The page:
All documentation must be maintained in the patient's medical record and made available to the contractor upon request. Here are the documentation requirements from the LCA:
• Every page of the record must be legible and include appropriate patient identification information (e.g., complete name, dates of service[s]). The documentation must include the legible signature of the physician or non-physician practitioner responsible for and providing the care to the patient.
• The submitted medical record must support the use of the selected ICD-10-CM code(s). The submitted CPT or HCPCS code must describe the service performed. The billing and coding article A56952 (linked above) provides billing and coding guidance for diagnosis limitations supporting diagnosis to procedure code automated denials.
• If the provider of the service is other than the ordering or referring physician, the provider of the service must maintain hard copy documentation of test results and interpretation, along with copies of the ordering or referring physician's order for the studies.
• The ordering physician must state the clinical indication and medical necessity for the study in the order for the test.
• Documentation must be maintained by the referring physician in the beneficiary's medical record that the required conditions for the stress test performed have been met, as indicated in the "Coverage Indications, Limitations and Medical Necessity" section of the LCD.
• The rationale for selecting pharmacologic stress testing rather than exercise stress testing must be documented in the medical record.
• In the instance where regional wall motion abnormalities and ejection fraction have been assessed during the same episode of care by other testing modalities (e.g., echocardiography), the medical necessity of repeating this assessment with nuclear imaging modalities must be clearly documented in the medical record.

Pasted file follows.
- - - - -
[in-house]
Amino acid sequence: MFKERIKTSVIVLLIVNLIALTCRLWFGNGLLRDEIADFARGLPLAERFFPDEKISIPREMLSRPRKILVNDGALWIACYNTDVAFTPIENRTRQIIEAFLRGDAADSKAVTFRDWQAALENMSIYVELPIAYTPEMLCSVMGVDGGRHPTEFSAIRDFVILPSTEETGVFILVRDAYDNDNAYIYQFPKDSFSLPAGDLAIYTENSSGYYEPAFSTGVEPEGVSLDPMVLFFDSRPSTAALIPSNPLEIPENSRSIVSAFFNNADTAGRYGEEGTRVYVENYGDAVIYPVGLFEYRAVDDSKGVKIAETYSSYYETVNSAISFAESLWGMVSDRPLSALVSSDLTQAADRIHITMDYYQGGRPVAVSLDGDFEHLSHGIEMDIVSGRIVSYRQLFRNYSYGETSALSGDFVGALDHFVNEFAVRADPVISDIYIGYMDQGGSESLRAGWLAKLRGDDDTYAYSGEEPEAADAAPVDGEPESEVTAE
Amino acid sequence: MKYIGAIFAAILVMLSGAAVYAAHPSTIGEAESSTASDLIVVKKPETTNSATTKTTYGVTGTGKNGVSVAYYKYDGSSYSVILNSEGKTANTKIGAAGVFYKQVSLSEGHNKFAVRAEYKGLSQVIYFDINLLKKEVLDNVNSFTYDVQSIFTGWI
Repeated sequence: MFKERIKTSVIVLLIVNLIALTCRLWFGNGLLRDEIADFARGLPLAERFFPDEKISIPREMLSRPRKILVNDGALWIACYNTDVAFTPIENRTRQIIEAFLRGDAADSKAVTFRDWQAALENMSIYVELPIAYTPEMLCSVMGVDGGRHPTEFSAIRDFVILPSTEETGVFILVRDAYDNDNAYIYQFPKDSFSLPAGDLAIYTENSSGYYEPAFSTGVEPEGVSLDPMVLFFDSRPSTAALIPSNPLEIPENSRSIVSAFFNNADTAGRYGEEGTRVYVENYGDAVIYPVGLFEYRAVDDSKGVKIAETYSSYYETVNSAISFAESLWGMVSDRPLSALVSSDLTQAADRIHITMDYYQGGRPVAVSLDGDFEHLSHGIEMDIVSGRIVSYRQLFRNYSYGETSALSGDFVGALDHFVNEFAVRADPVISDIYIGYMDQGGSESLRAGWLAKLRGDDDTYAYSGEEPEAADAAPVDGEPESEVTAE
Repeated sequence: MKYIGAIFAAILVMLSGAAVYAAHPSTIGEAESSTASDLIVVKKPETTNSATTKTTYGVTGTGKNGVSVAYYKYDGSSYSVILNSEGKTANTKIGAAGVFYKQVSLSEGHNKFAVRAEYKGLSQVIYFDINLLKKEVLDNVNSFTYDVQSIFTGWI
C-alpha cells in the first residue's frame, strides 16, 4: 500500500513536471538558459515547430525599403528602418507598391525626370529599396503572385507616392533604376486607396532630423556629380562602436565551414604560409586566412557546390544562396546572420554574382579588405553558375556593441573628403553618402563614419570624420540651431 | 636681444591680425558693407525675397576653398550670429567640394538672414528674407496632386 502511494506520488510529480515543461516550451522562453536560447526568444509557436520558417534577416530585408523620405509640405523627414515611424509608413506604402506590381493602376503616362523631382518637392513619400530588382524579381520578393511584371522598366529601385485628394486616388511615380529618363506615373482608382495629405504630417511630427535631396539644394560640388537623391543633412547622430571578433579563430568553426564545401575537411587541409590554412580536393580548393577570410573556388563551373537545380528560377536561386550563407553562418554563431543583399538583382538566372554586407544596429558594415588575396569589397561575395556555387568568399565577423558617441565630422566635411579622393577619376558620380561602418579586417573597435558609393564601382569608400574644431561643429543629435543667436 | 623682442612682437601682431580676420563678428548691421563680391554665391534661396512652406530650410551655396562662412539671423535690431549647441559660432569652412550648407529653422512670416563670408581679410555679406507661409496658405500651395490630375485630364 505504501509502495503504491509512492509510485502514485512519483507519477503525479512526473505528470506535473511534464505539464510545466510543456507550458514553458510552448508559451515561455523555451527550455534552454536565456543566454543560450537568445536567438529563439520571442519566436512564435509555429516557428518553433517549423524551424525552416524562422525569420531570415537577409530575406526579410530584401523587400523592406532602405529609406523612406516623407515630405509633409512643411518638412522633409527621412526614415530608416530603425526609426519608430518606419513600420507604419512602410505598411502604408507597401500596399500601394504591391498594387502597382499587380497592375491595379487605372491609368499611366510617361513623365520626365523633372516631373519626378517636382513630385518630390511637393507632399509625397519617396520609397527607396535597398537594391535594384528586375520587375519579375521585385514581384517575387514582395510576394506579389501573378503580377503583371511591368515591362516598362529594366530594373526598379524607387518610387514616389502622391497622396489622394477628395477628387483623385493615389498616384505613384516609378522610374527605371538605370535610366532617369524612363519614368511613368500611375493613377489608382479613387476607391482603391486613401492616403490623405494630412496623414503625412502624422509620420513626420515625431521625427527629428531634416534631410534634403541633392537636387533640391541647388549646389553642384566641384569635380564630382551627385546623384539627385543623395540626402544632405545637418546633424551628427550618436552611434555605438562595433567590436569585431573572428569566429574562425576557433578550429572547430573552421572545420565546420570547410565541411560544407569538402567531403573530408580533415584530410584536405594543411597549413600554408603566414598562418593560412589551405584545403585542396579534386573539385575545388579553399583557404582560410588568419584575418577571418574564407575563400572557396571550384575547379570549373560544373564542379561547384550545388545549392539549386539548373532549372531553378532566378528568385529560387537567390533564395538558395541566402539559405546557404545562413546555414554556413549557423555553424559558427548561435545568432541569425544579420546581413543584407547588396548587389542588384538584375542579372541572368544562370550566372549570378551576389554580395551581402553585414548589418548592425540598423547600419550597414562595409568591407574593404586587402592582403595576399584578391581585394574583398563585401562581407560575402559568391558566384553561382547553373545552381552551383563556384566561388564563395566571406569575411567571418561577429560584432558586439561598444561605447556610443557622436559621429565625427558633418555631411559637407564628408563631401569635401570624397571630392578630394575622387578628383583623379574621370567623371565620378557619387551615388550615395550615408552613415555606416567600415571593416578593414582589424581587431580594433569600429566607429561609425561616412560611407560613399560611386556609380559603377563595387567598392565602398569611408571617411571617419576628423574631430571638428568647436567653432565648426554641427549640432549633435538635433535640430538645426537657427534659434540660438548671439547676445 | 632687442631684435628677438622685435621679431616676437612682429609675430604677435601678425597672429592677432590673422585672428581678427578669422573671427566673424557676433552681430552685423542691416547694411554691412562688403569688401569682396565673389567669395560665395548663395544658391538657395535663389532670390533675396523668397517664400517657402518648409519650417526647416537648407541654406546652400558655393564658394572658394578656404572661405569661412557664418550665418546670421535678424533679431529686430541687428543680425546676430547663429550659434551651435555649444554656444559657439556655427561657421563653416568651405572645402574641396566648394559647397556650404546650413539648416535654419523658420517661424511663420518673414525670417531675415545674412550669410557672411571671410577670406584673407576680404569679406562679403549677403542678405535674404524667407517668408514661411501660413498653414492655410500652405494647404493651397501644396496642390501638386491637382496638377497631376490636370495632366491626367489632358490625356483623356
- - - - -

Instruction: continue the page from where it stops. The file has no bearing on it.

• All segments of the service must have a formal interpretation and report.
Refer to LCD L38396 (linked above) for coverage indications and limitations when stress testing with or without cardiac imaging will be considered medically reasonable and necessary.
Providers who perform these cardiovascular stress testing procedures should familiarize themselves with the LCD and LCA (linked above) and ensure to bill claims for these procedures with the required diagnosis codes. Be sure to bill required dual diagnoses, or a second diagnosis code on the original claim
when required. Remember -- It's the provider's responsibility to select codes to the highest level of specificity selected from the ICD-10-CM code book appropriate to the year in which the service is rendered for the claim(s) submitted.
Before submitting the claim, remember:
• Review the long descriptors for the CPT or HCPCS code you are billing. The short descriptors are limited to 28 characters, and they do not always capture the complete description of the procedure.
• Use the correct HCPCS code to describe the tracer agent used during the procedure.
• When a PET tracer code is present on a claim, the claim must also contain an appropriate PET CPT code and vice versa
• Ensure your documentation supports the code(s) being billed
• If documentation should be requested, be sure to respond timely with proper records to the requesting contractor